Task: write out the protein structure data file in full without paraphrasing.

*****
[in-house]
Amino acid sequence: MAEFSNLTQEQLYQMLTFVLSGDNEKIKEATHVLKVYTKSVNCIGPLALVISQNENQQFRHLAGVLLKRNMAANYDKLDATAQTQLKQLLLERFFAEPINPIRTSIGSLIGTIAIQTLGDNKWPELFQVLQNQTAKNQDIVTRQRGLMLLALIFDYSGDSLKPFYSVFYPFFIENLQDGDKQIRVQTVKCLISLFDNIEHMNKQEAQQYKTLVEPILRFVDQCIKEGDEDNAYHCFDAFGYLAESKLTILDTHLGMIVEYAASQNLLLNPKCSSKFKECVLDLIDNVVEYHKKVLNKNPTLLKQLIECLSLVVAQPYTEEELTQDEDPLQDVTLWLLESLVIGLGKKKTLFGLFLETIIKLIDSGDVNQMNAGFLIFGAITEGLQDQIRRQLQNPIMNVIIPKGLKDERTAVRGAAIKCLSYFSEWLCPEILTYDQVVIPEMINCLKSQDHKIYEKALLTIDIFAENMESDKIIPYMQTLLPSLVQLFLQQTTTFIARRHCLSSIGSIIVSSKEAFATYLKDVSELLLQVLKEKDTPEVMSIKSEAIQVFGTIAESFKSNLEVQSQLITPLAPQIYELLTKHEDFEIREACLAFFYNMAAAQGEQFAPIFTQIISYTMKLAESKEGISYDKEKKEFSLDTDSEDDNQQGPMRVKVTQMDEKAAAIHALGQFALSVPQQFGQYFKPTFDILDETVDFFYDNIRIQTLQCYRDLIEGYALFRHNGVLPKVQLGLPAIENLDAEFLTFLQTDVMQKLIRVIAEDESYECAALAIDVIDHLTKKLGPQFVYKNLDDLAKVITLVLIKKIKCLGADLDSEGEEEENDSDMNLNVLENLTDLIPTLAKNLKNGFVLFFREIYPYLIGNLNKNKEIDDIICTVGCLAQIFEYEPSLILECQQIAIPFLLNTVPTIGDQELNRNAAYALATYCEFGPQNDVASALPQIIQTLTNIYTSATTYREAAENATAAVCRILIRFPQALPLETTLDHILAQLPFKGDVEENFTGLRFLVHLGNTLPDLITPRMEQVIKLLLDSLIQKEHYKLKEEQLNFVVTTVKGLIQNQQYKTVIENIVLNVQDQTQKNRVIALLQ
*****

[in-house]
Amino acid sequence: MAEFSNLTQEQLYQMLTFVLSGDNEKIKEATHVLKVYTKSVNCIGPLALVISQNENQQFRHLAGVLLKRNMAANYDKLDATAQTQLKQLLLERFFAEPINPIRTSIGSLIGTIAIQTLGDNKWPELFQVLQNQTAKNQDIVTRQRGLMLLALIFDYSGDSLKPFYSVFYPFFIENLQDGDKQIRVQTVKCLISLFDNIEHMNKQEAQQYKTLVEPILRFVDQCIKEGDEDNAYHCFDAFGYLAESKLTILDTHLGMIVEYAASQNLLLNPKCSSKFKECVLDLIDNVVEYHKKVLNKNPTLLKQLIECLSLVVAQPYTEEELTQDEDPLQDVTLWLLESLVIGLGKKKTLFGLFLETIIKLIDSGDVNQMNAGFLIFGAITEGLQDQIRRQLQNPIMNVIIPKGLKDERTAVRGAAIKCLSYFSEWLCPEILTYDQVVIPEMINCLKSQDHKIYEKALLTIDIFAENMESDKIIPYMQTLLPSLVQLFLQQTTTFIARRHCLSSIGSIIVSSKEAFATYLKDVSELLLQVLKEKDTPEVMSIKSEAIQVFGTIAESFKSNLEVQSQLITPLAPQIYELLTKHEDFEIREACLAFFYNMAAAQGEQFAPIFTQIISYTMKLAESKEGISYDKEKKEFSLDTDSEDDNQQGPMRVKVTQMDEKAAAIHALGQFALSVPQQFGQYFKPTFDILDETVDFFYDNIRIQTLQCYRDLIEGYALFRHNGVLPKVQLGLPAIENLDAEFLTFLQTDVMQKLIRVIAEDESYECAALAIDVIDHLTKKLGPQFVYKNLDDLAKVITLVLIKKIKCLGADLDSEGEEEENDSDMNLNVLENLTDLIPTLAKNLKNGFVLFFREIYPYLIGNLNKNKEIDDIICTVGCLAQIFEYEPSLILECQQIAIPFLLNTVPTIGDQELNRNAAYALATYCEFGPQNDVASALPQIIQTLTNIYTSATTYREAAENATAAVCRILIRFPQALPLETTLDHILAQLPFKGDVEENFTGLRFLVHLGNTLPDLITPRMEQVIKLLLDSLIQKEHYKLKEEQLNFVVTTVKGLIQNQQYKTVIENIVLNVQDQTQKNRVIALLQ